Part IV of Value and Capital is also disappointing and has not aged well. The main question was whether the dynamic general equilibrium system is stable, and the stability issue was very important in the wake of the Great Depression. Hicks argued that a free-market system is "imperfectly stable"--that is, generally stable, but not always--once we take into account the accumulation of capital, inflation or deflation, speculation, and self-fulfilling expectations.

Efficient government? / This last part of the book shows how Hicks had already been influenced by Keynes, whose General Theory of Employment, Interest and Money had been published a few years earlier. However, the influence in the other direction was probably greater: Hicks' "IS-LM" curves, with which any student of economics is familiar, reformulated Keynesian theory--or one version of it--in a more intelligible manner. At any rate, Hicks seemed more optimistic than Keynes on the stability of the economy. And he later distanced himself from Keynes.

Hicks sometimes appears naive toward the efficiency of government intervention and the possibility of central planning, but probably less so than Keynes. In the conclusion of Value and Capital, he suggests that government should use its power of control over investment and its monetary policy to dampen economic fluctuations. "Whether capitalism is less or more efficient than socialism depends very much on the efficiency of socialism," he wrote. "That is still rather an open question." He duly recognized, however, how sticky wages (perhaps caused by minimum wage laws) contribute to unemployment.

Other criticisms can be directed at Value and Capital, but Hicks's formidable logic remains impressive, and his contribution to the development of economic theory (especially in the first two parts of the book) is unquestionable.

Irregular and defective Austrian? / What was Hicks's philosophy? An analyst must always distinguish facts (what is) from values (what ought to be), the positive from the normative. A nearly parallel distinction runs between the results of economic analysis and the moral judgments brought to bear on them. Hicks was conscious of those distinctions and tried to avoid interjecting value judgments in his analysis. He believed that it is necessary to distinguish mere opinions from "those things which are the fruit of pure logic," that which we are "compelled to believe."

Hicks was generally recognized as a classical liberal. His mild classical-liberal values were consistent with his theoretical work, which emphasized the general efficiency of markets but harbored no a priori refusal of government intervention when needed. Yet, his political views changed over his career.

In a September 2013 Econ Journal Watch paper, Daniel Klein and Ryan Daza traced Hicks's ideological evolution. A temporary appointment in South Africa around 1927-1928 showed him how, contrary to the racist trade unions, a free labor market would advance the progress of blacks. "So I became a free market man," he wrote. He was then influenced by Hayek: "I fell rather easily into the ultraliberal line which became dominant in the economics section of [the London School of Economics]." By 1935, however, he had lost his "old faith" in the free market, a new ideological period that coincided with his work on Value and Capital. But starting in the 1960s or 1970s, he seemed to have come back to classical liberalism and became more suspicious of government.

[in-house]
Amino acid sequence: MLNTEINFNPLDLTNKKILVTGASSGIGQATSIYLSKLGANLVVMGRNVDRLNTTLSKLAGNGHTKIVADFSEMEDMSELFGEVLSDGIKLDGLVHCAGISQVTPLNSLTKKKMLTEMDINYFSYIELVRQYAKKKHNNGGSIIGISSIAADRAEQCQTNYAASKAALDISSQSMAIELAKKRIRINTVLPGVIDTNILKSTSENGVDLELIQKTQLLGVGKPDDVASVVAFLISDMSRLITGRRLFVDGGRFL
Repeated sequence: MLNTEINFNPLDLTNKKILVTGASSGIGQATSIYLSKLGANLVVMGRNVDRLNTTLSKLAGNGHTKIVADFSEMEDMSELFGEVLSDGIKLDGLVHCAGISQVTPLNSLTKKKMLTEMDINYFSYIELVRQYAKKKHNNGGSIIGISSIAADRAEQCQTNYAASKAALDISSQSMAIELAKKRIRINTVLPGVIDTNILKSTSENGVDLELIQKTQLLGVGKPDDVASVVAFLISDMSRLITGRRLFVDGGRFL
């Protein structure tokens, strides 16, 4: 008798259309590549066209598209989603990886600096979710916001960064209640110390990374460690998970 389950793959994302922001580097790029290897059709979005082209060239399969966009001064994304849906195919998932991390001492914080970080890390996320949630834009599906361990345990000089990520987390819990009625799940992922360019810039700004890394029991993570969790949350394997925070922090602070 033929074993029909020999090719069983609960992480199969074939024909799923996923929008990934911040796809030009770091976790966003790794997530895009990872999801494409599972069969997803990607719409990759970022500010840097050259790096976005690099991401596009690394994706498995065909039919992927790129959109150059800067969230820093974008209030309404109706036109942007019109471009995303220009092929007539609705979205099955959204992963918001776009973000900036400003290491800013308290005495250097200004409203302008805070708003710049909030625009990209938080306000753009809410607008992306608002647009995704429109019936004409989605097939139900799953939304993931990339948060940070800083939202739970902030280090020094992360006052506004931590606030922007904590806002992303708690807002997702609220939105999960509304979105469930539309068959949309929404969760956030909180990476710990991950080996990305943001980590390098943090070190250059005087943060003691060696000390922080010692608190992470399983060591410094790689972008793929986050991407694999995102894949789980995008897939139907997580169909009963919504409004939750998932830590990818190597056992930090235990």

In the 1970s, he also seemed to return to his original Austrian influences, claiming to develop a "neo-Austrian" theory of capital. In 1979, paraphrasing poet John Milton who confessed to being an irregular and defective Baptist, Hicks described himself as an '"irregular and defective' Austrian."

Critical theorist / That Hicks would not have bought any ideology in bulk, nor sold his soul to any school of economic analysis, that he would always be "irregular and defective," is not surprising. He was a critical theorist who would follow the logic of his models wherever it would take him. He did not hesitate to criticize his own previous theories.

But he was not blinded by the formal beauty of pure theory. In 1979 he wrote that "theory gives one no right to pronounce on practical problems unless one has been through the labour, so often the formidable labour, of mastering the relevant facts." He said he "felt little sympathy with the theory for theory's sake, which has been characteristic of one strand in American economics," and "had little faith in econometrics, on which [those economists] have so largely relied to make their contact with reality."

Perhaps he had epistemologically mellowed. Economics, he wrote in 1983, is a discipline, not a science. He warned economists against conceit:
   I do think it is a besetting vice of
   economists to over-play their hands, to
   claim more for their subject than they
   should. As will have been seen, I have on
   occasion fallen into that vice myself; but
   I think, or hope, that as the years have
   gone by, I have learned more wisdom.

Yet, he should not have apologized for the beauty of his logic. His conclusions, often surprising and iconoclastic, were always compelling (in the context of his models). He was also an extraordinary writer. Those qualities are obvious in A Theory of Economic History and in Value and Capital, however different those two books are.

PIERRE LEMIEUX is an economist in the Department of Management Sciences of the Universite du Quebec en Outaouais. His latest book is Who Needs Jobs? Spreading Poverty or Increasing Welfare (New York: Palgrave Macmillan, 2014).
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Title Annotation:Value and Capital; A Theory of Economic History
Author:Lemieux, Pierre
Article Type:Book review
Date:Dec 22, 2014